• Another strategy adopted by the IPOB is to draw attention to the 1914 Amalgamation of the Southern and Northern Protectorates, not least the subsequent independence granted to the Nigerian state in 1960. Both of these served the interest of the British and the favour of the North by subjugating the Igbo to the Northern elite.
  • IPOB also calls for sit-ins, boycotts, and protests.
  • Both the ADF and IPOB appeal to diaspora sympathisers whose support comes in the form of funding and strategic advice.

5.3 Personnel Size

The International Crisis Group estimates that 2,000-4,000 combatants support the Ambazonian cause [source], but the percentage of those who affiliate with the ADF is not yet known. However, estimates range between 100-200 [source].

In addition, there are no accurate reports indicating IPOB-ESN membership [source], but estimates suggest that ESN deploys around 50,000 foot soldiers [source]. It is also worth mentioning that not all those who subscribe to IPOB’s political message necessarily endorse ESN. Likewise, it is exceedingly difficult to quantify IPOB supporters because it is, fundamentally, a political ideal whose message transcends national boundaries. Given Israel’s historic support for Biafra during the Nigerian Civil War, Nnamdi Kanu’s connections to the Jewish community, and Radio Biafra’s international reach, it is obvious that international audiences are receptive to the plight of the Igbo, not least their right to self-determination.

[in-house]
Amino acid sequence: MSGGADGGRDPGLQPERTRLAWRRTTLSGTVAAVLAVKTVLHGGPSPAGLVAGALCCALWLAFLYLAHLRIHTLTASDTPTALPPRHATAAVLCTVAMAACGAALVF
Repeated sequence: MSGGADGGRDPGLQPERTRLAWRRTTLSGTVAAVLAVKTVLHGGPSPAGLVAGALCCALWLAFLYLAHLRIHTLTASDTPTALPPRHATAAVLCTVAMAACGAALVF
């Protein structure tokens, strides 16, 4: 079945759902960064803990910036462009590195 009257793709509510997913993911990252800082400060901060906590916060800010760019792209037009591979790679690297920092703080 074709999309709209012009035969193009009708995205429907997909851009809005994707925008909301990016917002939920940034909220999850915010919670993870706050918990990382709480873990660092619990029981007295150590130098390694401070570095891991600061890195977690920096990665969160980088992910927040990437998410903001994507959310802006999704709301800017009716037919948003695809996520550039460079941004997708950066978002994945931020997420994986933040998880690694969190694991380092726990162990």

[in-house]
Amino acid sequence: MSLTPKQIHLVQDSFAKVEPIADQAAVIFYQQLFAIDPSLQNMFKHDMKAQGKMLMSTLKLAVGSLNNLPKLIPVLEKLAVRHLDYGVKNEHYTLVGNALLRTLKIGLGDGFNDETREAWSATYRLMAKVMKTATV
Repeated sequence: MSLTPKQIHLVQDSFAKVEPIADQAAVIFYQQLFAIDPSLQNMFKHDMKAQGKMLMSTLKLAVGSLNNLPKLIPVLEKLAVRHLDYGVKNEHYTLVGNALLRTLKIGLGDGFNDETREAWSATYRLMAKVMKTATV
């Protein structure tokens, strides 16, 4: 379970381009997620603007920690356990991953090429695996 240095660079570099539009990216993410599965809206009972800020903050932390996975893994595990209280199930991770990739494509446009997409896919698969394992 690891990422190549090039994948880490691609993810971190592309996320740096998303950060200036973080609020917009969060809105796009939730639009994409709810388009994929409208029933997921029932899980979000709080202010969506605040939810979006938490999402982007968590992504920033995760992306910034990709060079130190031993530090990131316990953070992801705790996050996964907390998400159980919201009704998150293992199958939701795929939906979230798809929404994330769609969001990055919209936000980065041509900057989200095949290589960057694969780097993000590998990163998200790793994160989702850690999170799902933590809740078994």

However, these estimates are likely subject to change under the Ambazonia-Biafra alliance since it would allow both groups to bolster their numbers.

6.0 The Future of the Ambazonia-Biafra Alliance: An Emerging Brotherhood or Ill-Fated Experiment?

Although the Ambazonia-Biafra alliance was formed in 2021, there were no indications, up until now, that any armed collaboration had taken place, hinting at a purely symbolic partnership. In October, however, the ADF and IPOB announced the Ambazonia-Biafra alliance 2.0 in Helsinki, renewing the commitment of each country to come to the other’s aid in defence of their territorial integrity both from internal and external aggression [source], [source].

Of particular significance, Nnamdi Kanu’s court hearing is due to be held on 15 Dec 2023. The Nigerian Supreme Court will either honour the appellate court’s judgement to release Nmadi Kanu or succumb to the Federal Government’s demands to prolong his detention. Following which, we could expect to see joint ADF-IPOB operations increase – particularly if it were an unfavourable outcome to both Nnamdi Kanu and IPOB.

7.0 Conclusion: A Violent Ambazonia-Biafra Alliance?

Given both IPOB-ESN and ADF operations show no sign of reprieve, we are confident that the Ambazonia-Biafra alliance will materialise beyond loosely shared goals to a tightly secured partnership with increased operations. Although the joint military aspirations of the Ambazonia-Biafra alliance are classified, the ADF and IPOB will likely continue to pose an existential threat to Nigeria and Cameroon’s unity.